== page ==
To try to make some of this clearer, think of one of the iconic representations of an artist in the 20th century: Hans Namuth’s 1950 photographs of Jackson Pollock making one of his drip paintings. What is it that Namuth’s photos tell us? They give us two ways of making and thinking about art that run through its subsequent history.
On the one hand, we see Pollock in the process of moment to moment decision- making while wet paint is dripping off his stick. Like a great jazz musician improvising on a tune, Pollock is instantaneously taking into account where to put his next mark in terms of the proper balance, colours and the relationship of foreground to background that will make his painting right.
In this, Pollock continues while renovating the long tradition of composing a picture as one complete ‘‘ all- over’’, as critic Clement Greenberg called it, that had run through the previous 100 years, all the way from Manet’s Bar at the FoliesBergere through Monet’s waterlilies and Cezanne’s mountains, and up to Picasso’s portraits and still lifes.
Pollock, in this light, can be seen to be working through the problem of how to put together figure and ground that was left unresolved by the analytic cubism of Picasso and Braque.
Greenberg, the great critic of Pollock’s time, understood that it’s only in so far as a work belongs to a tradition that one can begin to assess its aesthetic quality.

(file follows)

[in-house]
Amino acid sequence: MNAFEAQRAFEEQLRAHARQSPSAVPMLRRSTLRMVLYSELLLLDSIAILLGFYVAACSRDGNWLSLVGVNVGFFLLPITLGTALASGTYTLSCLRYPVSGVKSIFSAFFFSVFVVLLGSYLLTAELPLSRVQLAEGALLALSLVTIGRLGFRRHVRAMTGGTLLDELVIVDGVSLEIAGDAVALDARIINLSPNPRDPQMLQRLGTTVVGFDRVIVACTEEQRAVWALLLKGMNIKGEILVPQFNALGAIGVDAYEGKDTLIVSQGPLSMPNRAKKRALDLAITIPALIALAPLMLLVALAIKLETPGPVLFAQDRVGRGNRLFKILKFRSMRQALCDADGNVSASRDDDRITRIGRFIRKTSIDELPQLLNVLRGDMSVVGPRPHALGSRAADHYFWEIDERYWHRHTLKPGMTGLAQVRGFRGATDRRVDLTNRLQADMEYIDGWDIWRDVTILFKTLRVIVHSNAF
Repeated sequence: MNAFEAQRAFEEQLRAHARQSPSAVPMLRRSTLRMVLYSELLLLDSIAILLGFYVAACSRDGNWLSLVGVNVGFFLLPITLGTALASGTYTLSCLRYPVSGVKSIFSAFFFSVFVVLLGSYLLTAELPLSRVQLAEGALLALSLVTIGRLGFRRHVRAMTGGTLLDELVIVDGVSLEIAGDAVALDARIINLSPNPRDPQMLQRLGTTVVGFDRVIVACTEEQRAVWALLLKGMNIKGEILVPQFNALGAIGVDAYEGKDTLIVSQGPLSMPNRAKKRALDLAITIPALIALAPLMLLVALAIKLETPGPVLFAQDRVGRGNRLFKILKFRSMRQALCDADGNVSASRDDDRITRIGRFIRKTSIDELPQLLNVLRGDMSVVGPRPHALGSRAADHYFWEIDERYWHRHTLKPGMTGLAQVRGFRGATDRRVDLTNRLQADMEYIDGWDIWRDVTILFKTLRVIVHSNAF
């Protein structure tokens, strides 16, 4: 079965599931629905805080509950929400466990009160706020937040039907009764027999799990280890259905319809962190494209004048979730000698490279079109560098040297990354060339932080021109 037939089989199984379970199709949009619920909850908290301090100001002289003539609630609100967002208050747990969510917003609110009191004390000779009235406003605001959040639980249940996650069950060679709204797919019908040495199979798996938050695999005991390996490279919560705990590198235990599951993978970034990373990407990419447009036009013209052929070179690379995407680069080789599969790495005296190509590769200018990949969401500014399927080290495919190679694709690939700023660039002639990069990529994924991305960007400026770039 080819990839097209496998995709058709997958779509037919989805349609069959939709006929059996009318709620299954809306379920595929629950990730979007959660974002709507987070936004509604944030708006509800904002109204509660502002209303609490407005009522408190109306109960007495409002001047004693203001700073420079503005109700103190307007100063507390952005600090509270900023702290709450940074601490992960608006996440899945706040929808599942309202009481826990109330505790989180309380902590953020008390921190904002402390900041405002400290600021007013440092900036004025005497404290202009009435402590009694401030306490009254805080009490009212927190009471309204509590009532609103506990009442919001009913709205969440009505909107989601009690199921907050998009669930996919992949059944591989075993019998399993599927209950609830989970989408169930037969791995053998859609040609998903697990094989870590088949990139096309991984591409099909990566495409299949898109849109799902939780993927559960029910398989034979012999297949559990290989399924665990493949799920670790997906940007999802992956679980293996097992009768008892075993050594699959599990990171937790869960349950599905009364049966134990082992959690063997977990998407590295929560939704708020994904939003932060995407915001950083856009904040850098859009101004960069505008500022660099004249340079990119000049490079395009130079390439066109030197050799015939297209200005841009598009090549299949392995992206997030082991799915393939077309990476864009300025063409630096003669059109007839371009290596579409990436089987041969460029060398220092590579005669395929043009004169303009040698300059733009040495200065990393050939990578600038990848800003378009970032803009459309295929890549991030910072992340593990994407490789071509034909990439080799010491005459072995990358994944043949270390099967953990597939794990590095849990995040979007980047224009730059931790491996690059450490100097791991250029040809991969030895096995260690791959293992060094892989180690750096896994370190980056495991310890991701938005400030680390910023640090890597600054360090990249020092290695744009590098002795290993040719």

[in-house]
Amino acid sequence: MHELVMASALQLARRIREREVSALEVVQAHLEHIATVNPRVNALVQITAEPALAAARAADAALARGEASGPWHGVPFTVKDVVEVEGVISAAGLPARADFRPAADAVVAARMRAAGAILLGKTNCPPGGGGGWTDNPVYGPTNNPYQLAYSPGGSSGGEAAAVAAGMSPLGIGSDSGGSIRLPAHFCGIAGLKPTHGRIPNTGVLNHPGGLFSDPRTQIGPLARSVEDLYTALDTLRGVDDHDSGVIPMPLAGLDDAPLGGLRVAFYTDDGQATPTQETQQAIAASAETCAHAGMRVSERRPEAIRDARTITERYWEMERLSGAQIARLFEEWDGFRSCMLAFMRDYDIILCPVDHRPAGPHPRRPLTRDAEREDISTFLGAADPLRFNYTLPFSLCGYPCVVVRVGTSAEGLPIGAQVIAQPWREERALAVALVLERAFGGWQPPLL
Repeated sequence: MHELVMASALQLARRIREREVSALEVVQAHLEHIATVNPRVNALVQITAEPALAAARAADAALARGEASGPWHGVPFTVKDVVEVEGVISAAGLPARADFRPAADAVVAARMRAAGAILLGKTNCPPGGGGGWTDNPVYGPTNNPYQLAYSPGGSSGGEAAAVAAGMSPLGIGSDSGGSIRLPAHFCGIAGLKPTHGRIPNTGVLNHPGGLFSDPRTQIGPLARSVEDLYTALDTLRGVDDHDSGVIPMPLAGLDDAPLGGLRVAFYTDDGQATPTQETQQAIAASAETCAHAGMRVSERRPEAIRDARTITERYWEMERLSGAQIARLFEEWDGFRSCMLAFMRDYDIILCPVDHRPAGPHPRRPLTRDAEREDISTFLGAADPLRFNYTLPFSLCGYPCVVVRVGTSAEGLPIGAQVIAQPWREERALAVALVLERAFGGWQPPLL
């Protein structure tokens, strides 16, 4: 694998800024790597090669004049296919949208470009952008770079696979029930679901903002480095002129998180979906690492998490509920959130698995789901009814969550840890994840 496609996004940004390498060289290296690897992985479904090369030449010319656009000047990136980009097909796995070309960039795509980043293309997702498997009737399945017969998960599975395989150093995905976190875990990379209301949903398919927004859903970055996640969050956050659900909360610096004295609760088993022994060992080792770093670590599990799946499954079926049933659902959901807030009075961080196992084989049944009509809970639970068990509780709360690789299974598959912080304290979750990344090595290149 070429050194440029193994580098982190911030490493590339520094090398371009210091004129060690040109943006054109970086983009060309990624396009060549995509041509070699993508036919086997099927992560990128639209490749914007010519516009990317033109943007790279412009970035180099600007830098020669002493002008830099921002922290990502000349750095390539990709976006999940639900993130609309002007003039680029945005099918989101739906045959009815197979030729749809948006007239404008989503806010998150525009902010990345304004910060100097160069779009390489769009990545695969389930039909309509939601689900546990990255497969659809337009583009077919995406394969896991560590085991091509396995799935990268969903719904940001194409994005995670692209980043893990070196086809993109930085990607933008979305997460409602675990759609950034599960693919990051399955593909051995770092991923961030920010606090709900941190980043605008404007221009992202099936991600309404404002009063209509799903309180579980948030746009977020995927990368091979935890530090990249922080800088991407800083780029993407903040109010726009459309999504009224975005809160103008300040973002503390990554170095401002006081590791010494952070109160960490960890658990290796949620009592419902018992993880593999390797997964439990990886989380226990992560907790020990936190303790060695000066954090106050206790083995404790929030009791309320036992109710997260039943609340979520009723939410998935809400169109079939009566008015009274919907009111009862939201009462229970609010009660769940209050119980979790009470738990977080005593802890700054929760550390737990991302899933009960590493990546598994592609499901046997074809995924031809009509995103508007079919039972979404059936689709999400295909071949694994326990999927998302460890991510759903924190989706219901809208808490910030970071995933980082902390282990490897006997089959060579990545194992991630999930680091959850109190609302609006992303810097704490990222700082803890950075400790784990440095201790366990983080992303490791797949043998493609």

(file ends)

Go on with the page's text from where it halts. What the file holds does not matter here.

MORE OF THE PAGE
It was this understanding of Pollock that led to a whole school of gestural abstraction and colour field painting, in which the most minute matters of pictorial composition and visual discrimination assumed an absolute importance. Each new contribution to the history of painting had to take on the full weight of previous history in trying to advance ways of successfully composing a picture.
Literally, but also metaphorically, the task of painting was how to declare its boundaries, how to mark itself off from the rest of the world, how not to be mistaken, as it grew more and more abstract, for anything else.
The stories of Pollock trimming the edges of his canvas after completing his paintings to provide a meaningful cut- off point are revealing: they tell us that the boundaries distinguishing it were an important part of the work. If we look at Blue Poles in the National Gallery of Australia in Canberra, for instance, we will see how the eight vertical lines running across the canvas give the work an internal rhythm and rhyme with the outside frame.
This problem of composing a picture that holds together is an essentially artistic problem that Pollock understood himself to be working through and that connects his ‘‘ all- overs’’ with a whole line of similar works from within the history of art. It is indeed this concentration on the definition of the medium that can be seen to run through any number of 20th- century art forms: theatre is about the conventions of the stage, music about the sounds of the instruments, poetry and the novel about language.
This is the modernist reading of Pollock and it precisely allows taste or aesthetic judgment, both by Pollock when making his paintings and by us in looking at them afterwards.
But there is another, equally powerful way of understanding Namuth’s photos, one that in many ways is more convincingly demonstrated by the subsequent course of art, and that is the postmodernist one. In laying the canvas on the ground and walking on it, Pollock does away with the distance necessary for aesthetic reflection. The work and the artist leave the rarefied realm of art and enter the everyday world of objects.